Virtually every organization has a website, yet few truly stand out among the millions of sites on the Internet today. Most websites are missing one or more essential components needed to build a successful web presence, thus they fail to achieve any real returns.
Traditionally, building a website was a highly technical endeavor. Now there is a class of software called content management systems (CMS) that enables non-technical people to build sophisticated websites using just their web browser. If you are unfamiliar with what a CMS is, the most recognizable CMS on the market is Wordpress, but of course we would argue that doesn't necessarily mean it's the best.
Almost all top websites use a content management system of some sort. The three primary reasons are: 1) a CMS enables non-coders to perform tasks that only experienced programmers could do; 2) many of the standard features of a website are pre-built in each CMS; and 3) a CMS has the capacity to build a wealth of content that is searchable and can enhance a site's SEO cred. Quality coders are expensive and in short supply, and getting custom development every time you want to add content to your site takes a lot of time. CMS’s allow users to create and launch websites for significantly less money and in less time, particularly when adding content to your site. CMS’s also eliminate the need for multiple scripts because they are integrated platforms acting as hubs for deploying various dynamic features. This means that blogging, site search and e-commerce are integrated as extensions within the systems instead of being separate features that must be coded to work together.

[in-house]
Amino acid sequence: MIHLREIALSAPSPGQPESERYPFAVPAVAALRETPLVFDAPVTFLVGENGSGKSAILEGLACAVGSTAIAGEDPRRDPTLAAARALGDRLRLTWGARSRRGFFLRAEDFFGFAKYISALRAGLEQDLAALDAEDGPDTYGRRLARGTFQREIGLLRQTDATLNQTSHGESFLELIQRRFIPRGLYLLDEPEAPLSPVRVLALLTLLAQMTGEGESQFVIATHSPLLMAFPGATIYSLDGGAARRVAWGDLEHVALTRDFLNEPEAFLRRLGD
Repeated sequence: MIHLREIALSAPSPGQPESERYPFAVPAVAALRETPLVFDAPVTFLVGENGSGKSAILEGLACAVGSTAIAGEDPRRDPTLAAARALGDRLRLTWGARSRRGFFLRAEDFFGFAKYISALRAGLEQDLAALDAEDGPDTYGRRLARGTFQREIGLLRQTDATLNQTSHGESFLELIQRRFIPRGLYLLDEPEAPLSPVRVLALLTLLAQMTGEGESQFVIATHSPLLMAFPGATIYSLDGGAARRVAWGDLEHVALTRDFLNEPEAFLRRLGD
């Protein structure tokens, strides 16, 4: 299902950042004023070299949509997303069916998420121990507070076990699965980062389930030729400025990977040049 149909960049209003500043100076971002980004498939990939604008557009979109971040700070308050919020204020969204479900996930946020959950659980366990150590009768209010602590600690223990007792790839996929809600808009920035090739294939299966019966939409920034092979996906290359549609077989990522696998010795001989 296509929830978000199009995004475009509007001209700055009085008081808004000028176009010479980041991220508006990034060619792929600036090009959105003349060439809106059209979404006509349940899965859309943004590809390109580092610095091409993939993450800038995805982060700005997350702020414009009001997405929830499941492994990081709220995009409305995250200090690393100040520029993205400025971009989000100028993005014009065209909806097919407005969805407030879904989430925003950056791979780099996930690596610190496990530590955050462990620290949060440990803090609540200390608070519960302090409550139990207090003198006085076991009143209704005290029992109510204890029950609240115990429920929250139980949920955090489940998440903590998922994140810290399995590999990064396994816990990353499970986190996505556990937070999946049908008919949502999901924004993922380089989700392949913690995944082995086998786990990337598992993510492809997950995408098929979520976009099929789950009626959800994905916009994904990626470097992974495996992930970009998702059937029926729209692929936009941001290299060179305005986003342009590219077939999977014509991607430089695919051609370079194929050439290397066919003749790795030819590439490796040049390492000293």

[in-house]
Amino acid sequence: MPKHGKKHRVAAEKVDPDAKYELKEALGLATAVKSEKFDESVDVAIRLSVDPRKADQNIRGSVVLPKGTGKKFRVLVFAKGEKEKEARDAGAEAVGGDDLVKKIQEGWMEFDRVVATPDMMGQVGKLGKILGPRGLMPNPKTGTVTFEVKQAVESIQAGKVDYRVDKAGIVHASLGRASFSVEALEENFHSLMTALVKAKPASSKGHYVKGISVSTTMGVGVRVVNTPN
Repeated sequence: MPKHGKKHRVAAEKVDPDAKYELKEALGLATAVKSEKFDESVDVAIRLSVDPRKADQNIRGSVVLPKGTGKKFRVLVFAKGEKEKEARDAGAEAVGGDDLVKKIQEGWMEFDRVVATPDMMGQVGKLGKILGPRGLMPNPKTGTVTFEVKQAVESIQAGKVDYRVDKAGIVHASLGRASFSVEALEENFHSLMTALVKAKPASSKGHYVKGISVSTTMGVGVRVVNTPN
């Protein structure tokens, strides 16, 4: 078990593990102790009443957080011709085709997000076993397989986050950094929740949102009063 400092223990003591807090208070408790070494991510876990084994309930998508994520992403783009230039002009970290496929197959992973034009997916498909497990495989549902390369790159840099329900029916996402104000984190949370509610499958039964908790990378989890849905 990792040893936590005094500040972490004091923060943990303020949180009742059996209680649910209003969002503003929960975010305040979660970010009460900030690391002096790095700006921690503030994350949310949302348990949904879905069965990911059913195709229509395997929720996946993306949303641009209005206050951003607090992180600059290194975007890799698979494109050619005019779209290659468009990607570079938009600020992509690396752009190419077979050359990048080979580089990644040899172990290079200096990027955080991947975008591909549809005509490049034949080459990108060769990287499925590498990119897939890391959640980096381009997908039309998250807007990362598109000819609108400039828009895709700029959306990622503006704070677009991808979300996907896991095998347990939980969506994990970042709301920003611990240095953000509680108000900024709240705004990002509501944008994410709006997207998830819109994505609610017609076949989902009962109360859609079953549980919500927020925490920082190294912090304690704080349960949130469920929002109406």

A Word of Caution
Maximize Your CMS
To maximize your CMS experience, you’ll need to have the right strategies in place, understand your platform, and embrace a project management methodology that prioritizes value over customized features. However, without a way to easily measure the effectiveness of your strategy efforts you can quickly become lost. Having a system, like the Intelligence Modulepurposefully takes more effort, but it’s worth it.
Photo courtesy of Christian.